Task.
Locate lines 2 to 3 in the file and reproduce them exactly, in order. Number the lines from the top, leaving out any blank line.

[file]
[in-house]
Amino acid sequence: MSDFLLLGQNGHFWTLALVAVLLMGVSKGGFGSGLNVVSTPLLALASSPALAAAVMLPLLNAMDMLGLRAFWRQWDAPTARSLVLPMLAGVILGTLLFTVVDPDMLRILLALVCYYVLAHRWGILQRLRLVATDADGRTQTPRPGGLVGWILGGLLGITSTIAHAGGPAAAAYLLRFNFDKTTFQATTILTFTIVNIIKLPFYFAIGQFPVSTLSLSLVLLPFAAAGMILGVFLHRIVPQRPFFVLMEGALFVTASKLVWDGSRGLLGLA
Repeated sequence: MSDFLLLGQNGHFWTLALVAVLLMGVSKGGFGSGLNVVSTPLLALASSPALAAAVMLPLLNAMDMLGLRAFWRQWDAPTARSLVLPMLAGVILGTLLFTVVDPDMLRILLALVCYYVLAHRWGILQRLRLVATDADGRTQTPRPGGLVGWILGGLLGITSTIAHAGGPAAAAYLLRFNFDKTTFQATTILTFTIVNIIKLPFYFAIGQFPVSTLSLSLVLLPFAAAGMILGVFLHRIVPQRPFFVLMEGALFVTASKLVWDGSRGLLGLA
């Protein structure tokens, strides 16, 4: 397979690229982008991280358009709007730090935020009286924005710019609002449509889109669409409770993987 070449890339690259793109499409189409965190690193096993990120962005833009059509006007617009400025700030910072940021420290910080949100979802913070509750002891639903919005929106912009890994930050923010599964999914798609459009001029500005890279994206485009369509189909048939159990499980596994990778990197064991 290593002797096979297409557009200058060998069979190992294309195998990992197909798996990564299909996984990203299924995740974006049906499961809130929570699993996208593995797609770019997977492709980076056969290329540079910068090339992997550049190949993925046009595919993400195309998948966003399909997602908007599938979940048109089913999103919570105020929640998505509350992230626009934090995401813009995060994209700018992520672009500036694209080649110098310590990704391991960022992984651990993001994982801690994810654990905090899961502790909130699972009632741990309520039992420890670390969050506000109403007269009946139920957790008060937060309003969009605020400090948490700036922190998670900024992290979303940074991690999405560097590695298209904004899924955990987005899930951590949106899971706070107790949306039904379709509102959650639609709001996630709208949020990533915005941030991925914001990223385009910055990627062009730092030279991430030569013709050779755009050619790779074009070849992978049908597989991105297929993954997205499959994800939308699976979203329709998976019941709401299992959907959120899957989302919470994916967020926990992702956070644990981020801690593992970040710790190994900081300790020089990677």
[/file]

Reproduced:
Amino acid sequence: MSDFLLLGQNGHFWTLALVAVLLMGVSKGGFGSGLNVVSTPLLALASSPALAAAVMLPLLNAMDMLGLRAFWRQWDAPTARSLVLPMLAGVILGTLLFTVVDPDMLRILLALVCYYVLAHRWGILQRLRLVATDADGRTQTPRPGGLVGWILGGLLGITSTIAHAGGPAAAAYLLRFNFDKTTFQATTILTFTIVNIIKLPFYFAIGQFPVSTLSLSLVLLPFAAAGMILGVFLHRIVPQRPFFVLMEGALFVTASKLVWDGSRGLLGLA
Repeated sequence: MSDFLLLGQNGHFWTLALVAVLLMGVSKGGFGSGLNVVSTPLLALASSPALAAAVMLPLLNAMDMLGLRAFWRQWDAPTARSLVLPMLAGVILGTLLFTVVDPDMLRILLALVCYYVLAHRWGILQRLRLVATDADGRTQTPRPGGLVGWILGGLLGITSTIAHAGGPAAAAYLLRFNFDKTTFQATTILTFTIVNIIKLPFYFAIGQFPVSTLSLSLVLLPFAAAGMILGVFLHRIVPQRPFFVLMEGALFVTASKLVWDGSRGLLGLA